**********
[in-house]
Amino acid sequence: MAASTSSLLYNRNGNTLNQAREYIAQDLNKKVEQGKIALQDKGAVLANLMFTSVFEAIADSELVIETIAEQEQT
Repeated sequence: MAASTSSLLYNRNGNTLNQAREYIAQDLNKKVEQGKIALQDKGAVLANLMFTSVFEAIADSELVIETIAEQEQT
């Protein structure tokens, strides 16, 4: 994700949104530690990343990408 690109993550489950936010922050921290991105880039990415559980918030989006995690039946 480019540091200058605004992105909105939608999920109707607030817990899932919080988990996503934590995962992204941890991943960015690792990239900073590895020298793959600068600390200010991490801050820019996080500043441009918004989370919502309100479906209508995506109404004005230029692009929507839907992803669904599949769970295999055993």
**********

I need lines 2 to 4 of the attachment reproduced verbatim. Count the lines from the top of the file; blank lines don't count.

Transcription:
Amino acid sequence: MAASTSSLLYNRNGNTLNQAREYIAQDLNKKVEQGKIALQDKGAVLANLMFTSVFEAIADSELVIETIAEQEQT
Repeated sequence: MAASTSSLLYNRNGNTLNQAREYIAQDLNKKVEQGKIALQDKGAVLANLMFTSVFEAIADSELVIETIAEQEQT
């Protein structure tokens, strides 16, 4: 994700949104530690990343990408 690109993550489950936010922050921290991105880039990415559980918030989006995690039946 480019540091200058605004992105909105939608999920109707607030817990899932919080988990996503934590995962992204941890991943960015690792990239900073590895020298793959600068600390200010991490801050820019996080500043441009918004989370919502309100479906209508995506109404004005230029692009929507839907992803669904599949769970295999055993």